We considered the first and the last Mondays and not the first and
the last days, because the strong weekly patterns would result in
10−5
10−3
10−1
100
101
102
Days from last purchase
PDF
Figure 9: Distribution of number of days between purchases
0.10
0.15
0.20
0.25
0.30
0 50 100 150
Days from last purchase
Averagenormalizedprice
Figure 10: Relationship between purchase price and time to
next purchase (0.95 confidence interval are shown yet too small
to be observed)
purchases per each item. Table 6 shows the top five such products,
along with the median number of days between purchases. Out
of the top 20 products only four are neither toilet paper nor tissue
(Frozen, Amazon gift card, chocolate chip cookie dough, and sin-
gle serve coffees). In the top 20 list, the only unexpected item is
the Frozen DVD, which probably made the list due to users buying
additional copies as gifts or due to purchases by small stores that
were not eliminated by our removal criterion of maximum 1,000
purchases. Interestingly, the number of days between purchases for
most of the top 20 items is close to 1 or 2 months, which might be
due to automatic purchasing that users can set up.
3.2.3 Finite Budget Effects


8
ug15
weekly
day
chases
ay
42
62
30
31
12
ht be dif-
e people
they re-
[14]. To
nding in
e month.
first and
result in
onth are
the ear-
ay of the
ay of the
nter car-
and their
We do
urchased
ose prod-
umber of
10−5
100
101
102
Days from last purchase
Figure 9: Distribution of number of days between purchases
0.10
0.15
0.20
0.25
0.30
0 50 100 150
Days from last purchase
Averagenormalizedprice
Figure 10: Relationship between purchase price and time to
next purchase (0.95 confidence interval are shown yet too small
to be observed)
purchases per each item. Table 6 shows the top five such products,
along with the median number of days between purchases. Out
of the top 20 products only four are neither toilet paper nor tissue
(Frozen, Amazon gift card, chocolate chip cookie dough, and sin-
gle serve coffees). In the top 20 list, the only unexpected item is
the Frozen DVD, which probably made the list due to users buying
additional copies as gifts or due to purchases by small stores that
were not eliminated by our removal criterion of maximum 1,000
purchases. Interestingly, the number of days between purchases for
most of the top 20 items is close to 1 or 2 months, which might be
due to automatic purchasing that users can set up.
3.2.3 Finite Budget Effects
Finally, we study the dynamics of individual purchasing behav-
ior. Figure 9 shows the distribution of number of days between
purchases. The distribution is heavy-tailed, indicating bursty dy-
namics. The most likely time between purchases is one day and
there are local maxima around multiples of 7 days, consistent with
weekly cycles we observed.
An individual’s purchasing decisions are not independent, but
constrained by their finances. Budgetary constraints introduce tem-
poral dependencies between purchases made by the user: After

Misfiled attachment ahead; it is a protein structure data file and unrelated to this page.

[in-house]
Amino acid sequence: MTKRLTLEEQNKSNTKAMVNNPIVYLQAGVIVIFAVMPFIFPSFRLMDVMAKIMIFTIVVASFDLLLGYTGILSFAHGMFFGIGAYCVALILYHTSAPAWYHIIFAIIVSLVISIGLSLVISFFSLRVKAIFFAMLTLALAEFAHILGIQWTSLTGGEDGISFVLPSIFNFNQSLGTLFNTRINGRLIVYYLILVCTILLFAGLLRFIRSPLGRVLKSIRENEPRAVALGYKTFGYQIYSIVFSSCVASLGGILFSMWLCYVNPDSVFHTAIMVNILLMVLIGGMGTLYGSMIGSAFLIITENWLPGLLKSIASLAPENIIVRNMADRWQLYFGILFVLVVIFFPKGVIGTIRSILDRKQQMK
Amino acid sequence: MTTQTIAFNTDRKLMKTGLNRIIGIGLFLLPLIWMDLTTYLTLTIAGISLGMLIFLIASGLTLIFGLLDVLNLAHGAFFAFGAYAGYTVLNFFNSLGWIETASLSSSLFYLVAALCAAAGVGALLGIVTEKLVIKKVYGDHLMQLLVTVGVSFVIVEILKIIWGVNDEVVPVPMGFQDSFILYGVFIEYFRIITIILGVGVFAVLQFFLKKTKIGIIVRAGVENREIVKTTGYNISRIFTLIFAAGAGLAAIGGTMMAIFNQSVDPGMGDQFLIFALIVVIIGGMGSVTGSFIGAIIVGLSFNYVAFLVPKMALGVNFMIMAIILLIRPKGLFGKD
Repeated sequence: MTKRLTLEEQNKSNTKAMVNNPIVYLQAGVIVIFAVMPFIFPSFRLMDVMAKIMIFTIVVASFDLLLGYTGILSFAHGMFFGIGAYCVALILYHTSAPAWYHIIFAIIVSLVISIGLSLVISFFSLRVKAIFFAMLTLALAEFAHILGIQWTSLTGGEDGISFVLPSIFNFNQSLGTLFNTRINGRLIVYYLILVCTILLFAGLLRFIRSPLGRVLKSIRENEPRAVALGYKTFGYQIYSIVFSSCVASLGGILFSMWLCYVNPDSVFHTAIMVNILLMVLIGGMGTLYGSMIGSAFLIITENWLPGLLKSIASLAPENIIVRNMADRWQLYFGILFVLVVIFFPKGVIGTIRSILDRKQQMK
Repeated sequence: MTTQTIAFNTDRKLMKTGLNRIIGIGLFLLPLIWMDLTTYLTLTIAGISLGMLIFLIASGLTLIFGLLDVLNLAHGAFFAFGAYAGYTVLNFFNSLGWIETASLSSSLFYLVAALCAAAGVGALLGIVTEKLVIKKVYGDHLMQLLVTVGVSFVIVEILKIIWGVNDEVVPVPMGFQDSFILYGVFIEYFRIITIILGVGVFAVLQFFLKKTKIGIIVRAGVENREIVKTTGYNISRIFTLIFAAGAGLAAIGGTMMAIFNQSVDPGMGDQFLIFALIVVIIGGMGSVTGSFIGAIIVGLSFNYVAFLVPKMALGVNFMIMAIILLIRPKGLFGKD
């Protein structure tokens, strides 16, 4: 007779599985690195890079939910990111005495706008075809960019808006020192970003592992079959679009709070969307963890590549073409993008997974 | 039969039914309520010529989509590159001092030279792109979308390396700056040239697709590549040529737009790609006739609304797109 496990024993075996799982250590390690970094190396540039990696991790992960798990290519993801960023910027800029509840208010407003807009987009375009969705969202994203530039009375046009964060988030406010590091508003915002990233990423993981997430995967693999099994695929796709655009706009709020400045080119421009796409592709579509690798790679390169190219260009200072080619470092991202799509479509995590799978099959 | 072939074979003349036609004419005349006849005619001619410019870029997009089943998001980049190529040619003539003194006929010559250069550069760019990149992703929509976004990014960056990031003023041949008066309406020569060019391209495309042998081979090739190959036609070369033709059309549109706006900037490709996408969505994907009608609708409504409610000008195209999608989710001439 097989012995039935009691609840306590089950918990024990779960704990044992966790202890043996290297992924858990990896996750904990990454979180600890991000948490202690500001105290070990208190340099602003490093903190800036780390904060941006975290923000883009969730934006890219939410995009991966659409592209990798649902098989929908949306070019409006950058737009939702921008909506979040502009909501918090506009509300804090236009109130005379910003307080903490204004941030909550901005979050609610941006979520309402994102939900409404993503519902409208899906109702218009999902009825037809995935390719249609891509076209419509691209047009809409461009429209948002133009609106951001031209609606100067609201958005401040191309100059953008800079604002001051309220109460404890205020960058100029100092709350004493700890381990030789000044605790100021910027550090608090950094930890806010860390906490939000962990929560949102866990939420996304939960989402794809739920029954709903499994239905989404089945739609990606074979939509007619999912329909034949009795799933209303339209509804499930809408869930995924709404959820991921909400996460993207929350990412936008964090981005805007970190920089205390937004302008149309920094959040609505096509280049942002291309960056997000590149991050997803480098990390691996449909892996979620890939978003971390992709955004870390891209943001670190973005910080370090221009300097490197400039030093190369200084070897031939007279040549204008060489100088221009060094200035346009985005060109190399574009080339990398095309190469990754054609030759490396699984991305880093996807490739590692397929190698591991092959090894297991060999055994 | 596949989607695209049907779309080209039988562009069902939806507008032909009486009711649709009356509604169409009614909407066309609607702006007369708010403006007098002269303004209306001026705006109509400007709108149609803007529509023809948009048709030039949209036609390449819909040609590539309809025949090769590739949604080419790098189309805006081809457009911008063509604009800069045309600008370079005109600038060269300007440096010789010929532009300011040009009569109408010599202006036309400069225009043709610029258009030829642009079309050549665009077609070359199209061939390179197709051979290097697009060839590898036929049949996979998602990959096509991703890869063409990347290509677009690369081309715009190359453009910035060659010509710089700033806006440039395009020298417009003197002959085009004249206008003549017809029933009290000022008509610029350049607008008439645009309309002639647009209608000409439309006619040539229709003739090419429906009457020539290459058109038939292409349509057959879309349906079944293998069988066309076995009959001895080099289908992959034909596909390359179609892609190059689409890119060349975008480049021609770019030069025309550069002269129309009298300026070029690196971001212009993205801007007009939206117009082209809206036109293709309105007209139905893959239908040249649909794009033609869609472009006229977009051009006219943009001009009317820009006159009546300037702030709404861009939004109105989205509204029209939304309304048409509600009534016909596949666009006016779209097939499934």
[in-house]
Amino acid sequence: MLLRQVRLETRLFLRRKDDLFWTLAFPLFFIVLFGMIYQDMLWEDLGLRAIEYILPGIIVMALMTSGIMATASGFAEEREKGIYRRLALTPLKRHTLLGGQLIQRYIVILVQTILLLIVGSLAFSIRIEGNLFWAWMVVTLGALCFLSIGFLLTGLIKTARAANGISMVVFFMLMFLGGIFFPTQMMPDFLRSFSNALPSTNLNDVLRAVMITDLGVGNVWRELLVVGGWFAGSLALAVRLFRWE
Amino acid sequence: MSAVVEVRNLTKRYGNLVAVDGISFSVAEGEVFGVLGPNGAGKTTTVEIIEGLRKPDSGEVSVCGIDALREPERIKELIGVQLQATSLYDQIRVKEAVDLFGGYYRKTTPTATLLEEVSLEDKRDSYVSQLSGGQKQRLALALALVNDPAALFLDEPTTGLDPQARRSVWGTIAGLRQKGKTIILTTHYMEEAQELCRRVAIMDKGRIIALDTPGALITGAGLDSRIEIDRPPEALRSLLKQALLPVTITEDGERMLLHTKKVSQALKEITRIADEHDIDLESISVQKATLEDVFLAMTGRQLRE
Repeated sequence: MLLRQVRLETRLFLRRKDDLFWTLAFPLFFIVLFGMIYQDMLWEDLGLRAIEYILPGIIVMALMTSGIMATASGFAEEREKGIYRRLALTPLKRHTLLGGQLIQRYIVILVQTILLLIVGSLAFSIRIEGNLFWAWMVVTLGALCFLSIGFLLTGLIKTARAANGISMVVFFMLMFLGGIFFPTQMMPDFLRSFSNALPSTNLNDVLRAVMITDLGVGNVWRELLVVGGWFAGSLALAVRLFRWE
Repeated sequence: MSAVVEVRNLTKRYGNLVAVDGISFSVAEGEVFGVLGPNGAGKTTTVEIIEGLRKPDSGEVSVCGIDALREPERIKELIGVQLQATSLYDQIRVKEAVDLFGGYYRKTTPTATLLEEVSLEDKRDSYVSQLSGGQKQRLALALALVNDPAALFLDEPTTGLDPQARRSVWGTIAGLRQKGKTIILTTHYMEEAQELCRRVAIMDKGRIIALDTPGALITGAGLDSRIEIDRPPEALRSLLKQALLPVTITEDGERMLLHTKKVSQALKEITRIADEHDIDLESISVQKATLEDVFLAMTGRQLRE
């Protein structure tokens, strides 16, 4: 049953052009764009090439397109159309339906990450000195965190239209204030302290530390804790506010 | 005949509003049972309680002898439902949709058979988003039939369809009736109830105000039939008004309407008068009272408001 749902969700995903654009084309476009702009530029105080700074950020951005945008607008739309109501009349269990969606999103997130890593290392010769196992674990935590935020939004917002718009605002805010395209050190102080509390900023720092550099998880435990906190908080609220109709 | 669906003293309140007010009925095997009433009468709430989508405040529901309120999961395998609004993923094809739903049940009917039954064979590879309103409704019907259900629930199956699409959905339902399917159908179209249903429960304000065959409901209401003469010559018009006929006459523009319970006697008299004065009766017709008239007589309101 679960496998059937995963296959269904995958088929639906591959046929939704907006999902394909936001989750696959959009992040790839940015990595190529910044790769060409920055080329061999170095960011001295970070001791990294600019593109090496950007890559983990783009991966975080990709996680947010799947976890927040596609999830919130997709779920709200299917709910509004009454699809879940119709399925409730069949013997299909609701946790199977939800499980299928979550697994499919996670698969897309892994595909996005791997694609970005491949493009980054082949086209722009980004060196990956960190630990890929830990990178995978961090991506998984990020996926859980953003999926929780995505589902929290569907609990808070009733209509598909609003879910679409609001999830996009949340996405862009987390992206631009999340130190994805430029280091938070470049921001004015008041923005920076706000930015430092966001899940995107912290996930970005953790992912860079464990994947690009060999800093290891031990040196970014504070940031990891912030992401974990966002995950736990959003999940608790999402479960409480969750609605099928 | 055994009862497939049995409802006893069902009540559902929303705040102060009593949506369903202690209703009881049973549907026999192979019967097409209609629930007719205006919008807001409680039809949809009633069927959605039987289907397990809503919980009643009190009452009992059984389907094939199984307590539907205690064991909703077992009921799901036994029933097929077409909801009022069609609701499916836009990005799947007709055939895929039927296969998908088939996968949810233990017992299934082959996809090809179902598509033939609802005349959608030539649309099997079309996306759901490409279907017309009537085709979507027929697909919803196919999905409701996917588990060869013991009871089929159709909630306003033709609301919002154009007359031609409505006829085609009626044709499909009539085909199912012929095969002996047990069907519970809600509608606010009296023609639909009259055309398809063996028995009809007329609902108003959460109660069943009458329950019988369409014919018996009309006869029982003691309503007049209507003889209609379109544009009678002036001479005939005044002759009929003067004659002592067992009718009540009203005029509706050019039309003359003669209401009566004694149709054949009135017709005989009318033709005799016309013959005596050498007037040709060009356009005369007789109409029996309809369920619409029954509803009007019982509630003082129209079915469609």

buying a product, the user has to wait some time to accumulate
money to make another purchase. Previous work in economics
studied models of budget allocation of households across different
types of goods to maximize an utility function [13] and analyzed
0.19
0.20
0.21
0.22
0 50 100 150
Days from last purchase
Averagenormalizedprice
Normal
Shuffled
(a) Users with 5 purchases
0.100
0.105
0.110
0.115
0.120
0 50 100 150
Days from last purchase
Averagenormalizedprice
Normal
Shuffled
(b) Users with 9-11 purchases
0.030
0.035
0.040
0.045
0.050
0 50 100 150
Days from last purchase
Averagenormalizedprice
Normal
Shuffled
(c) Users with 28-32 purchases
Figure 11: Relationship between purchase price and time to next purchase with 0.95 confidence interval
conditions under which people are willing to break their budget
cap [8]. However, we are not aware of any study aimed to support
the hypothesis of the time of purchase being partly driven by an
underlying cyclic process of budget depletion and replenishment.
To test this hypothesis, we examined the relationship between
purchase price and the time period since last purchase. Since differ-
ent users have different spending power, we considered the normal-
ized change in the price given the number of days from the last pur-
chase. In other words, we computed how users divide their personal
spending across different purchases, given the time delay between
purchases. We then averaged the normalized values for all users,
and report the change for each time delay. Figure 10 shows that as
the time delay gets longer, users spend higher fraction of their bud-
gets, which supports our hypothesis. To test that our analysis does
not have any bias in the way the users are grouped, we perform a
shuffle test by randomly swapping the prices of products purchased
by users. This destroys the correlation between the time delay and
product price. We then do the same analysis with the shuffled data
and expect to see a flat line. However, the same increase also exists
in the shuffled data, indicating a bias in the methodology. This is
due to the heterogeneity of the underlying population: we are mix-
ing users with different number of purchases. Users making more
purchases have lower normalized prices and also shorter time de-
lays, and are systematically overrepresented in the left side of the
plot, even in the shuffled data.